A particular advantage of this wavelength band for law enforcement personnel is the covert nature of the illumination, being outside the visible wavelength range of the human eye. In addition all the components of the FIG. 1 system are standard off the shelf items. As an alternative, a NIR laser could be used as the illuminating source. It is also possible to place the NIR Filter onto the camera and use white light to achieve similar results, but the covert aspect would be lost.
1. A method for the undetected surveillance of the interior of structures or vehicles with tinted windows, the method comprising:
- illuminating the interior of said structures or vehicles through their tinted windows using a standard spotlight covered by a near infrared light filter;
- viewing the near infrared illuminated interior of said structures or vehicles using a standard video camera transmitting directly to a standard video monitor; and
- varying the view of said video camera by manually adjusting a zoom lens mounted on said video camera; wherein
- changing the light filter dependent on the range of infrared frequencies filters out by the tinted windows, whereby
- near infrared light emitted by the spotlight and the light filter would pass through the tinted windows.
2. A method for the undetected surveillance of the interior of a motor vehicle with tinted windows, the method comprising:
- illuminating the interior of said motor vehicle through its tinted windows using a standard spotlight covered by a near infrared light filter;
- viewing the near infrared illuminated interior of said motor vehicle using a standard video camera transmitting directly to a standard video monitor; and
- changing the light filter dependent on the range of infrared frequencies filtered out by the tintied windows, whereby
- near infrared light emitted by the spotlight and the light filter passes through the tinted windows.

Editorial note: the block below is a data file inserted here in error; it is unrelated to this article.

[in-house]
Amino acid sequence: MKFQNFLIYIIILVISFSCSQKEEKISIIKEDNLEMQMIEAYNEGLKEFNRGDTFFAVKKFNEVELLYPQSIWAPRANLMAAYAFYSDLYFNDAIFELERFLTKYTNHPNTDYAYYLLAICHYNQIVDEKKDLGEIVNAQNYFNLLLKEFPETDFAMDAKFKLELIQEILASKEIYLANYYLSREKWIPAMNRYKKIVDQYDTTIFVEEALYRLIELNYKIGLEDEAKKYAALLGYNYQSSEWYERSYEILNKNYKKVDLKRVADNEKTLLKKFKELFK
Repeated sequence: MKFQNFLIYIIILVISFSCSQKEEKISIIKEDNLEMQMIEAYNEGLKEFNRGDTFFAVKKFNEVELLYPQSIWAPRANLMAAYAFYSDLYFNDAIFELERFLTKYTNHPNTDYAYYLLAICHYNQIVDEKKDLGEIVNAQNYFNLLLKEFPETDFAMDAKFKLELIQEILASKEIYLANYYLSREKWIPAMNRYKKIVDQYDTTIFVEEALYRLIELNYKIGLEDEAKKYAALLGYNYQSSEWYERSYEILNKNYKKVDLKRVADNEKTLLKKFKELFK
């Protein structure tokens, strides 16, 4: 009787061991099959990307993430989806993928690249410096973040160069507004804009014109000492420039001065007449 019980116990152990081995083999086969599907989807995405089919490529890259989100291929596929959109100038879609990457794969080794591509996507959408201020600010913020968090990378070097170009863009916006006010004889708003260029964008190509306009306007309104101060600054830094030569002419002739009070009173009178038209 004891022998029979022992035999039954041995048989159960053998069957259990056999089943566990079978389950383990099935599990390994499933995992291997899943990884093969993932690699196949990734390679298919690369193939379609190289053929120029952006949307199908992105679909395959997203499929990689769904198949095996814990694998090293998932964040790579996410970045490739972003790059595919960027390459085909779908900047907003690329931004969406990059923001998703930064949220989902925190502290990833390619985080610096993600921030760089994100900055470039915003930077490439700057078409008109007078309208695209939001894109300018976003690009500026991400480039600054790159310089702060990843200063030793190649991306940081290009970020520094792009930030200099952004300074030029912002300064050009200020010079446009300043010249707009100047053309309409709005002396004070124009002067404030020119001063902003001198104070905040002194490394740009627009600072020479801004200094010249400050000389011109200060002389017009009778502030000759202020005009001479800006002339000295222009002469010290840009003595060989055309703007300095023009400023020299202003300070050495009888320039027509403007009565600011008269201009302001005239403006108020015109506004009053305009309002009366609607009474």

3. An assembly adaptable for mounting on a vehicle for viewing an object located behind a tinted window, comprising:
- a light source for emitting near infrared light, with the light source being adapted for mounting on a vehicle;
- a video camera for receiving the near infrared light reflected from an object;
- the light source being separate from the video camera; and
- a video monitor for receiving a signal stream transmitted by the video camera, and for displaying an image of the object derivable from the signal stream; wherein
- the light source is comprised of a source of full-spectrum light in combination with a filter for passing only the near infrared light.
4. A viewing assembly as defined in claim 3, wherein the light source includes a zoom lens mounted thereon.
5. A viewing assembly as defined in claim 4 wherein the light source has claim a frequency range of 800 to 900 nanometers.
6. A viewing assembly as defined in claim 3 wherein the light source is a laser.
7. An assembly adaptable for mounting on a vehicle for viewing an object located behind a tinted window, comprising:
- a light source for emitting full-spectrum light, with the light source being adapted for mounting on a vehicle;
- a video camera including a filter for passing only the near infrared light, for receiving near infrared light reflected from an object;
- the light source being separate from the video camera; and
- a video monitor for receiving a signal stream transmitted by the video camera, and for displaying an image of the object derivable from the signal stream.
8. A viewing assembly as defined in claim 7, wherein the light source includes a zoom lens mounted thereon.
9. A viewing assembly as defined in claim 8 wherein the near infrared light has a frequency range of 800 to 900 nanometers.
10. A viewing assembly as defined in claim 7 wherein the light source is a laser.
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Filed: Oct 3, 2001
Date of Patent: Aug 26, 2003
Patent Publication Number: 20030063192
Assignee: The United States of America as represented by the Secretary of the Air Force (Washington, DC)
Inventors: Timothy A. Pressnall (Albuquerque, NM), Patrick R. Dodd (Albuquerque, NM)
Primary Examiner: Daryl Pope
Attorney, Agent or Law Firms: James M. Skorich, Kenneth E. Callahan
Application Number: 09/682,661